Humerus (Viva-related)

Q.1 How will you determine the side to which the humerus belongs?

  • The upper end is rounded and forms the head. The lower end is flattened from before backward.
  • Head is directed medially and backward.
  • Lesser tubercle projects from the front of the upper end.
  • The anterior aspect of the upper end shows a vertical groove called the intertubercular sulcus.

Q.2 What is the anatomical position of the humerus in the body?

  • Head is directed medially, upwards and backward.
  • The medial epicondyle is directed medially and slightly backward.

Q.3 What are the contents of the intertubercular sulcus (Bicipital groove)?

  • The tendon of the long head of biceps.
  • Synovial sheath of the tendon.
  • Ascending branch of anterior circumflex humeral artery.

Q.4 What are the structures attached to intertubercular sulcus?

  • To medial lip: Teres major, insertion.
  • To floor: Latissimus dorsi, insertion.
  • To lateral lip: Pectoralis major, insertion.

Q.5 How the tendon of the pectoralis major is inserted?

  • It is inserted by a bilaminar tendon on the lateral lip of the bicipital groove, the two laminae are continuous with each other inferiorly.

Q.6 What are the muscles inserting on greater tubercle?

  • Supraspinatus: On upper impression.
  • Infraspinatus: On middle impression.
  • Teres minor: On lower impression.

Q.7 Which muscle is inserted into lesser tubercle?

  •  Subscapularis

Q.8 What is the ‘anatomical neck’ and ‘surgical neck’ of the humerus?

  • Anatomical neck: Surrounds the margin of head. Provides attachment to the capsular ligament which is deficient inferiorly on the medial side.
  • Surgical neck: Lies at the upper end of the shaft, below the epiphyseal line. It is a common site for fracture.

Q.9 What are the structures related to the surgical neck of the humerus?

  • Axillary nerve • Anterior and posterior circumflex humeral vessels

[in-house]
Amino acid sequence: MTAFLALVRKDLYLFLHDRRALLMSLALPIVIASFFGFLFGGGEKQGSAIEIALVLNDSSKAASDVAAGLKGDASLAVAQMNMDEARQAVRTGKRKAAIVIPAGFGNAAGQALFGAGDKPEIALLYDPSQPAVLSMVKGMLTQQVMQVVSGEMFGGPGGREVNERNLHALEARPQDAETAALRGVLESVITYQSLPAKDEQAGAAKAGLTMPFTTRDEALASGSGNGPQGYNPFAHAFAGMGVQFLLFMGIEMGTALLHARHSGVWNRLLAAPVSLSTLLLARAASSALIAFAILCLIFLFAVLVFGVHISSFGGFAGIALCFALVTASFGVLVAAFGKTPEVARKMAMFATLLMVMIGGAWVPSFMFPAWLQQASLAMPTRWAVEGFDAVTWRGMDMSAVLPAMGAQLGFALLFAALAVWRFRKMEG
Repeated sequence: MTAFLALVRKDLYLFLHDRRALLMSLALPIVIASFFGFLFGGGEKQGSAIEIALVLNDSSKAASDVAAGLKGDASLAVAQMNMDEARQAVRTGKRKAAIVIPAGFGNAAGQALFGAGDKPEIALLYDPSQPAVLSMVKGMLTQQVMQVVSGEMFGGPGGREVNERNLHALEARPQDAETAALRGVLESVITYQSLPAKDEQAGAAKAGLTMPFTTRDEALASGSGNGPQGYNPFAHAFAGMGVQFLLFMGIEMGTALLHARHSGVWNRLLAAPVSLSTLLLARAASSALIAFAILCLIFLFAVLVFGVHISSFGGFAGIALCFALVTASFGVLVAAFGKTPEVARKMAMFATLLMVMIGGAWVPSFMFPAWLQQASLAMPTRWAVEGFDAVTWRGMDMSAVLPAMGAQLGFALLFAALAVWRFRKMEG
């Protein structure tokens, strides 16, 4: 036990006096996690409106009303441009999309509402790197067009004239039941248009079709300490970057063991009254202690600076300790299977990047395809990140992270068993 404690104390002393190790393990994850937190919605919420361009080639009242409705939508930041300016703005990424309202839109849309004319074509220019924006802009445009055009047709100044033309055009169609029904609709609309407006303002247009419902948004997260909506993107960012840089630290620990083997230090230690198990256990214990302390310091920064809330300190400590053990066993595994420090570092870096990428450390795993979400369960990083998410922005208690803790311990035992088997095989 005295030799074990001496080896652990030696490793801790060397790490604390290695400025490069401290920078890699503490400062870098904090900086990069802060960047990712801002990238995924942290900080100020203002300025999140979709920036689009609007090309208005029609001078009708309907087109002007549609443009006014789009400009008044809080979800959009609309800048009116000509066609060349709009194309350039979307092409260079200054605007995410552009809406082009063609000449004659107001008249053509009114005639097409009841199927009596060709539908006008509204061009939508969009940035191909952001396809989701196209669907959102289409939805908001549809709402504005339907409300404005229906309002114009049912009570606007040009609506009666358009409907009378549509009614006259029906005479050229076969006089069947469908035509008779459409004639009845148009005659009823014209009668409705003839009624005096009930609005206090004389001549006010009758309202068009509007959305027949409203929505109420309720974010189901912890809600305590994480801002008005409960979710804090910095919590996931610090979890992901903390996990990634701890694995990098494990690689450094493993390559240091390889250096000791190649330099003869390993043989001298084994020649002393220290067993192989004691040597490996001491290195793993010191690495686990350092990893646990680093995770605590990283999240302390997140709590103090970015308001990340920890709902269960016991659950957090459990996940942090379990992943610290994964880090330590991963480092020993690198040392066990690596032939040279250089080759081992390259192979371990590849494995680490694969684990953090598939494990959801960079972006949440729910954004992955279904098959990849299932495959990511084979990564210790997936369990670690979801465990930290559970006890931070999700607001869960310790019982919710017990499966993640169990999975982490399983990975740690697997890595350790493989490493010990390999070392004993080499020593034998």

Q.10 Name the structures related to the radial groove of shaft of humerus.

  • Radial nerve and
  • Profunda brachii vessels

Q.11 Which muscle originates from medial supracondylar ridge?

  • Pronator teres, from the lower end of the medial supracondylar ridge

Q.12 Which muscle originates from lateral supracondylar ridge?

  • Brachioradialis: From upper two-thirds.
  • Extensor carpi radialis longus: From lower one-third.

Q.13 Which muscles arise from the lateral epicondyle of the humerus (common extensor origin)?

  • Extensor carpi radialis brevis
  • Extensor digitorum
  • Extensor digiti minimi
  • Extensor carpi ulnaris

Q.14 Which muscles also arise from the lateral epicondyle of humerus except from common extensor origin?

  • Anconeus
  • Supinator

Q.15 What is the angle of ‘Humeral torsion’?

  • It is an angle formed by the superimposition of long axes of upper and low articular surfaces of the humerus.
  • It is about 164 degrees.
  • It is greater in men and in adults.

Q.16 What are fossae present in the lower end of the humerus?

  • Olecranon fossa: Posteriorly, just above trochlea. Accommodates the olecranon process in extended elbow.
  • Radial fossa: Anteriorly, above capitulum. Accommodates radial head in flexed elbow.
  • Coronoid fossa: Anteriorly, above trochlea. Accommodates coronoid process of ulna in flexed elbow.

 Q.17 Why the fracture of the humerus at the junction of the upper and middle third leads to delayed union?

  • Because of poor blood supply at the junction.

Q.18 Which nerve is most commonly involved in the supracondylar fracture of the humerus?

  • Median nerve

Q.19 What are the ossification centers for the lower end of the humerus and at what age they appear?

  • Capitulum: First year
  • Medial epicondyle: Fifth year
  • Medial part of trochlea: Ninth year
  • Lateral epicondyle: Twelfth-year Medial epicondyle fuses with the shaft at 20th year and others fuse together to form a single epiphysis, which fuses with the shaft at 15 years of age.